Risks are a part of everyday life. Each decision you make can increase your risk in a whole host of ways.
Are you going to drive to work today?
Is moving house a good idea?
Should you order dessert or be good and stick to your diet?
Depending on what you do with your time your risk level can increase and decrease.
Some decisions and risks are unavoidable. It’s how you handle those risks that can make a world of difference.
The same goes for businesses. Risk Management is key for our clients and in the security industry. It's more important to prevent risks from occurring than it is to treat the effects. But if the risks are inevitable a contingency plan is absolutely necessary.
To ensure an organisation can operate in a professional manner three aspects must be taken into consideration.
Freedom of Action
The Potential Threat.
It is vital to find the correct balance between the organisations security needs and the operational day to day activities. Putting a whole site on lock down may secure it but if it can’t continue its business activities the security measures are obviously too extreme.
To keep the organisation functioning at an optimal standard we have to employ a system that will identify potential threats and the likely impact of these threats whilst finding workable solutions and control measures.
The implementations need to be clear, concise and fully understood by the Security Staff and Company Employees who are dealing with the threat. Making sure everyone has complete buy in to the solution is key when dealing with any major threat.
The last element of the Risk Control procedure is Contingency Planning. The Contingency Plan should allow flexibility when dealing with a secondary crisis, there has to be a strategy in the areas of communications, security resources and emergency planning. This will allow the organisation to deal effectively with any other developments during an incident.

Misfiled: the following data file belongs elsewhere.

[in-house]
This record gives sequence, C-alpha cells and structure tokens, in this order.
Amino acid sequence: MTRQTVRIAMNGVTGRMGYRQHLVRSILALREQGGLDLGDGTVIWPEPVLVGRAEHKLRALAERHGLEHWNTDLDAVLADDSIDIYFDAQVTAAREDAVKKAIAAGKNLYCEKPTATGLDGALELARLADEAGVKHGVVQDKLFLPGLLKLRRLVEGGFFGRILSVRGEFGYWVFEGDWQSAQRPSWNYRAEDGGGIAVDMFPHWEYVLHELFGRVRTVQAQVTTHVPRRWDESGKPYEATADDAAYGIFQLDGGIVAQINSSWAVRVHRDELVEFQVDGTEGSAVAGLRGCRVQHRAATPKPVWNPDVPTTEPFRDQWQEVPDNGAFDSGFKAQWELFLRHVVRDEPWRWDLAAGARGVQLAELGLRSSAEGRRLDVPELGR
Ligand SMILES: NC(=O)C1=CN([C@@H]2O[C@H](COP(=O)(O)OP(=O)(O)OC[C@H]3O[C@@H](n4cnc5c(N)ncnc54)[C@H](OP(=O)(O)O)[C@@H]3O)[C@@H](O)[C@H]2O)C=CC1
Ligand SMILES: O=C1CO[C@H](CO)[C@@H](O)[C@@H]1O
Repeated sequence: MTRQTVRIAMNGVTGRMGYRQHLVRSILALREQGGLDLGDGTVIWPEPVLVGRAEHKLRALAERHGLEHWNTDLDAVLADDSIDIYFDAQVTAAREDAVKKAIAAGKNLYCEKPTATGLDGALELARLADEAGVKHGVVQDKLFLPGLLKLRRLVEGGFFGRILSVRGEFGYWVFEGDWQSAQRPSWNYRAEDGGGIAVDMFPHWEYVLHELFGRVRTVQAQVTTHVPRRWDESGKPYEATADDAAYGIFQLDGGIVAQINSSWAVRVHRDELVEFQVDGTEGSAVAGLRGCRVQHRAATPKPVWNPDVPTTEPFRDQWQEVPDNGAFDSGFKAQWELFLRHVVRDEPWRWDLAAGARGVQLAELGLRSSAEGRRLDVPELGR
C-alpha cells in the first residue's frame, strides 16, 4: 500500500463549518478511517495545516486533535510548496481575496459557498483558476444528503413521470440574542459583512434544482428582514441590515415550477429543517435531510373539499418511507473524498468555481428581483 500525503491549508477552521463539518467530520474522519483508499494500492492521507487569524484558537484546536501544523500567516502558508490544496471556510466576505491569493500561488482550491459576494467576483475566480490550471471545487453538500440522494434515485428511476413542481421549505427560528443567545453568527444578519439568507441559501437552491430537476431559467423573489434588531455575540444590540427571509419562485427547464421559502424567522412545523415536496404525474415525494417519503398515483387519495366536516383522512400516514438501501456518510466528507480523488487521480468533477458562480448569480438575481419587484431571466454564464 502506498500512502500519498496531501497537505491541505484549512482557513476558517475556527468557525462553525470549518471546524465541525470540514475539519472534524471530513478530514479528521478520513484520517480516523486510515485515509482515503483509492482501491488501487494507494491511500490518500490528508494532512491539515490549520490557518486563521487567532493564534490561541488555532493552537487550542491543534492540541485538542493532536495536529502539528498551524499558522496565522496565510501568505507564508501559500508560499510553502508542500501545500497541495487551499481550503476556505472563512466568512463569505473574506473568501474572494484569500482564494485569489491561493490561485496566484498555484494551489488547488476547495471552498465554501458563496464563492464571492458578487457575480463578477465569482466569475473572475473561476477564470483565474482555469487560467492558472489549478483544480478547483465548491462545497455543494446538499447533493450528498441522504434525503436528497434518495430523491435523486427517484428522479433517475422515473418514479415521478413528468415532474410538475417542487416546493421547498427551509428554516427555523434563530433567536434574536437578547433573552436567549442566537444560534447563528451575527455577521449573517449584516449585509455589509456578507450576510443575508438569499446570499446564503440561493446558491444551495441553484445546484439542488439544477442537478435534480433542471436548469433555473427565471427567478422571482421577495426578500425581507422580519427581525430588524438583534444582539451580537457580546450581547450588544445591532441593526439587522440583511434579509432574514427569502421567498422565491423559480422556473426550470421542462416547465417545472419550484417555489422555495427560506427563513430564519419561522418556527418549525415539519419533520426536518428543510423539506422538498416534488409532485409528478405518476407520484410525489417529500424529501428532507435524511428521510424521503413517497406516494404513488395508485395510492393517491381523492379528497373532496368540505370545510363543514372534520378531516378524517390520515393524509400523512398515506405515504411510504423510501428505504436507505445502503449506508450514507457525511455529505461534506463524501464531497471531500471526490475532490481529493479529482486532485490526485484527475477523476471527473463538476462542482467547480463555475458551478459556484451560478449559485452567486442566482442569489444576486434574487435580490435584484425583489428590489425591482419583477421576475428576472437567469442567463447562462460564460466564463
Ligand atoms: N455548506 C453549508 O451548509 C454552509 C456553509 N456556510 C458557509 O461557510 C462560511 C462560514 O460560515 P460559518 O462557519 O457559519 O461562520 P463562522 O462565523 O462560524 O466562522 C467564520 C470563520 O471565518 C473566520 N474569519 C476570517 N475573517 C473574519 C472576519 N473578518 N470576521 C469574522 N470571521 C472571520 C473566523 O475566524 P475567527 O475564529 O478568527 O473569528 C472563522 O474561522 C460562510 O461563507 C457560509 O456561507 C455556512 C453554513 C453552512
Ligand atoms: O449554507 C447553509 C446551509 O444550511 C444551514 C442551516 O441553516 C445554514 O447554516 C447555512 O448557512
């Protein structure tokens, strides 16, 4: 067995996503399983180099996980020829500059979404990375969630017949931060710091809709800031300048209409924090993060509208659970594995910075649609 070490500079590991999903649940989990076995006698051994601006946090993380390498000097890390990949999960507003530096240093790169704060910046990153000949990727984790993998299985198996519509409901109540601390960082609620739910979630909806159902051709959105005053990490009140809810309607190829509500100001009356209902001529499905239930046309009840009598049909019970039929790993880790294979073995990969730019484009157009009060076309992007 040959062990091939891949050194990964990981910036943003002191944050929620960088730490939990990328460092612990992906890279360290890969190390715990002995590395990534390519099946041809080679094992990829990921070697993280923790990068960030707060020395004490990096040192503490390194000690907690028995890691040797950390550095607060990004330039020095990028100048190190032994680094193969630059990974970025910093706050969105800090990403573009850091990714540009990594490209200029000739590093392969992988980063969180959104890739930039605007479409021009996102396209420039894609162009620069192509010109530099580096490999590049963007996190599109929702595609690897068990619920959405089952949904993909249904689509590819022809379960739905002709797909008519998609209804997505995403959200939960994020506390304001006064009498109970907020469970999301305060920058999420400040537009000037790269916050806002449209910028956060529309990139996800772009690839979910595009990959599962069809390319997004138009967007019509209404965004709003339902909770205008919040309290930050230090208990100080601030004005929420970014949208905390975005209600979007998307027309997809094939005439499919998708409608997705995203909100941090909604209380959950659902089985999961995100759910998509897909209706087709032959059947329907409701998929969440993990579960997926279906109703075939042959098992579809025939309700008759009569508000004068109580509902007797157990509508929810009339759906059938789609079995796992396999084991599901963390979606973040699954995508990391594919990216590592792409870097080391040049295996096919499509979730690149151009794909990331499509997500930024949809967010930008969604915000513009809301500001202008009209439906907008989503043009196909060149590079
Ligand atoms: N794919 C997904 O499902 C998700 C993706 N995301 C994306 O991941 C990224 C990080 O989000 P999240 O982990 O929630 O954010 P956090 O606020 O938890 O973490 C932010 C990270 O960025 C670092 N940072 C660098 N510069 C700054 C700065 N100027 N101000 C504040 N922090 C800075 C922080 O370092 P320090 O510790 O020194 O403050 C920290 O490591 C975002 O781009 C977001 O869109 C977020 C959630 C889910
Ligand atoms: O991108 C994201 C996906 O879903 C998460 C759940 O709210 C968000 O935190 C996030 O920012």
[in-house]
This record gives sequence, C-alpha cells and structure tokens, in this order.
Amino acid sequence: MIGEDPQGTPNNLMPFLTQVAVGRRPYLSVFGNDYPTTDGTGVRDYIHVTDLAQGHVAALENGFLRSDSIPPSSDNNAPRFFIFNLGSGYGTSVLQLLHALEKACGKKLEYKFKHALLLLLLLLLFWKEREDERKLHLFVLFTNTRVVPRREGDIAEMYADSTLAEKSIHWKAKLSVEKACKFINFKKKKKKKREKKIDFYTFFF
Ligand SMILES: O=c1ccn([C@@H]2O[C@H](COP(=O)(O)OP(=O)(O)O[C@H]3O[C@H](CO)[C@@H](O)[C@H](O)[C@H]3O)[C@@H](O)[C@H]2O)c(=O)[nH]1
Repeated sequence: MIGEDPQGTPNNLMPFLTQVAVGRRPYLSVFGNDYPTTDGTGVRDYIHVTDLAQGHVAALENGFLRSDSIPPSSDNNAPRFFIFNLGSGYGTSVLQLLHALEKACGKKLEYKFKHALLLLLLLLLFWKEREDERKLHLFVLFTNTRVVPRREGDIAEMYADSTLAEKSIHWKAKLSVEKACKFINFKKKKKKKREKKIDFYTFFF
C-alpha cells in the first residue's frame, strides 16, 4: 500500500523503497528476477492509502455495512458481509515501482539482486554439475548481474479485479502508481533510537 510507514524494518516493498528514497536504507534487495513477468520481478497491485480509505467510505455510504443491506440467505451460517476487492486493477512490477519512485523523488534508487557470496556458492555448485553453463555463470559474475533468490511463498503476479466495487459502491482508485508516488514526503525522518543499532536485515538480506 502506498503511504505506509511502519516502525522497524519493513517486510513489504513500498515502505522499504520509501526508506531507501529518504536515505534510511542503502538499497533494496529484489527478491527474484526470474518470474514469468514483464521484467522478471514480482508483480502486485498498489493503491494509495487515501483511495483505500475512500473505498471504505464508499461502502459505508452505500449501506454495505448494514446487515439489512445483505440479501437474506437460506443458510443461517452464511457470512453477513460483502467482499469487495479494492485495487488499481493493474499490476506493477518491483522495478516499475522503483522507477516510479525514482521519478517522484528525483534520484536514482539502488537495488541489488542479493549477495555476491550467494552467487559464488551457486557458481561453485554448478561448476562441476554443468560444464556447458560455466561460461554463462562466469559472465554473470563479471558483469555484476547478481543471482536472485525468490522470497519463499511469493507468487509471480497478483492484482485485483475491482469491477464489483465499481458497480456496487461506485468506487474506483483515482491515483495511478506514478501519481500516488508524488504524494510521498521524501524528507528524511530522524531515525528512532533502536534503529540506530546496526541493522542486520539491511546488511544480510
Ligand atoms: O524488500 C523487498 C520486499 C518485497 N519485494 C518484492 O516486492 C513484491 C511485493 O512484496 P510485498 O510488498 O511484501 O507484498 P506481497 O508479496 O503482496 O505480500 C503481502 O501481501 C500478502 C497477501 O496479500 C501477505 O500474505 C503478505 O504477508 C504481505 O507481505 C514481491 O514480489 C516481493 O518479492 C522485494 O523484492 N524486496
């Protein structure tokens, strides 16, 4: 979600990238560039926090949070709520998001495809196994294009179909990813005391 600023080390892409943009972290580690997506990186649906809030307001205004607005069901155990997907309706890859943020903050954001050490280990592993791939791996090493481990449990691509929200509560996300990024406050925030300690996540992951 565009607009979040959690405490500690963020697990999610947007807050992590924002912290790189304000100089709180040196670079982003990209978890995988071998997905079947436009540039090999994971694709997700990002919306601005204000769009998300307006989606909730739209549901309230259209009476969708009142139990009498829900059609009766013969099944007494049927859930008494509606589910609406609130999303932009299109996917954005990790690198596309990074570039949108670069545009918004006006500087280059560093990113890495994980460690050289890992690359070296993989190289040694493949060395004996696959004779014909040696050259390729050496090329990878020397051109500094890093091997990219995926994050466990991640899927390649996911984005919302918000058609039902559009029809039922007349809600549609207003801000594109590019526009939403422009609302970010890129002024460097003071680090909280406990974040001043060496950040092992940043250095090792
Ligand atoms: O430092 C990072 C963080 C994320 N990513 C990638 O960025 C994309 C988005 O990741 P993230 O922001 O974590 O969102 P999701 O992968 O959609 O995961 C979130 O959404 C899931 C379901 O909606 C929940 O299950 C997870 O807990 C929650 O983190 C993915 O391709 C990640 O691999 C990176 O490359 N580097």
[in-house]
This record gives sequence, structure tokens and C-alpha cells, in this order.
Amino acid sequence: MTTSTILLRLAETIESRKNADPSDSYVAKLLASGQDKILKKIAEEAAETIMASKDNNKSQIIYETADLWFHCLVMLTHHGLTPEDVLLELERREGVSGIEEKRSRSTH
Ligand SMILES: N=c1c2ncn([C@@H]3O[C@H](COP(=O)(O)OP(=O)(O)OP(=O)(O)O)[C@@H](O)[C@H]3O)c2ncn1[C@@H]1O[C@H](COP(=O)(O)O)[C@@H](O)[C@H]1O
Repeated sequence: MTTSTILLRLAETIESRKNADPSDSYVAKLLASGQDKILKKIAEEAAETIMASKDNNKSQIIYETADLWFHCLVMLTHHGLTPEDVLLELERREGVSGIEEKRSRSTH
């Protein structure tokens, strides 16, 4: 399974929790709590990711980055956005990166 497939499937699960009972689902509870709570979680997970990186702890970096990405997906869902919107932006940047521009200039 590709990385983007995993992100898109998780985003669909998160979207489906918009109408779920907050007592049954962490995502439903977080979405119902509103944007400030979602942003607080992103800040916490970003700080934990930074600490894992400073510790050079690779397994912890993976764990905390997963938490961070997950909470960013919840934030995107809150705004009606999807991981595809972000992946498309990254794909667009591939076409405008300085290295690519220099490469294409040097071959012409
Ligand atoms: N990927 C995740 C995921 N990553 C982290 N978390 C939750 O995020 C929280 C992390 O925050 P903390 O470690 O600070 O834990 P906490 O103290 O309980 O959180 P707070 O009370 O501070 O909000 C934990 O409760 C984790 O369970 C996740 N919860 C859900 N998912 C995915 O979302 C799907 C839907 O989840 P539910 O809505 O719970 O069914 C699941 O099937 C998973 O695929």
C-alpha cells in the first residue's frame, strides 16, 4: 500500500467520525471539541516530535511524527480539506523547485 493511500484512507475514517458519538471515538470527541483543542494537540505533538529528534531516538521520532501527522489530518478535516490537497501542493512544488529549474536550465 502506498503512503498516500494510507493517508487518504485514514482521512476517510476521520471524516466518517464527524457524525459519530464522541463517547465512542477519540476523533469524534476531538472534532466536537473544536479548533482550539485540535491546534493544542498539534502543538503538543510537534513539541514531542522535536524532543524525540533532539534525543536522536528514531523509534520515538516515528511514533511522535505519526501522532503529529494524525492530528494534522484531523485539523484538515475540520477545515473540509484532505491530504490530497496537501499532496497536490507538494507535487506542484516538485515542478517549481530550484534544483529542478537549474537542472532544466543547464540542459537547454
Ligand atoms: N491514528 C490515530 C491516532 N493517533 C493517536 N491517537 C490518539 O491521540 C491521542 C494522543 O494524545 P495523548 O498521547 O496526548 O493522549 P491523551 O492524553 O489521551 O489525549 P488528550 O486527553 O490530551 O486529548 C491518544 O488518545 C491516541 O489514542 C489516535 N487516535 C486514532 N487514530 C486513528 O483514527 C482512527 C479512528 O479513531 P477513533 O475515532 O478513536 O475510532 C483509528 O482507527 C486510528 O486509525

Ultimately the purpose of Contingency Planning is to resolve any threats that may arise, and to bring the atmosphere back to a normal operational standard as quickly and effectively as possible.
Risk Management Strategy
Within a typical Risk Management Strategy there are three categories: Avoid, Reduce and Share. These strategies will help any organisation reduce threats that they may be confronted with.
It’s as simple as the title suggests. Where threats can be avoided with simple solutions they should be. An example of this would be if there was press interest towards a major client who is visiting our building for a high profile meeting. The problem would arise when the client needs to access the building and has requested this visit not to be in the public domain. To facilitate this visit we would plan entry by an alternative access point (rear loading bay entry). Also we would ensure knowledge of this visit is kept to a minimum by briefing only the people involved in the visit.
For this strategy we set in place procedures that will reduce any impact to the business by setting protocols for security staff to follow. The use of ID cards and access passes on site would be a good example of this. ID cards and access passes ensure guests and workers are only allowed in areas they should be, reducing the risk to high priority areas that need to be well secured, like a company server room for example.
In this strategy we reduce the threat to an organisation by sharing any potential risk with the organisation and any other stakeholders deemed necessary. An example of this is if an investigative journalist is investigating an organisation which may pose a threat to the business; we would look to reduce the risk to them by sharing information to outside organisations and to the police.
Remember Risk Management is not an optional extra for any business; it has to be seen as an integral part of your organisation where contingency planning is done in advance of any incident arising.
If you’d like to learn more about the risk management services we offer you can contact us here.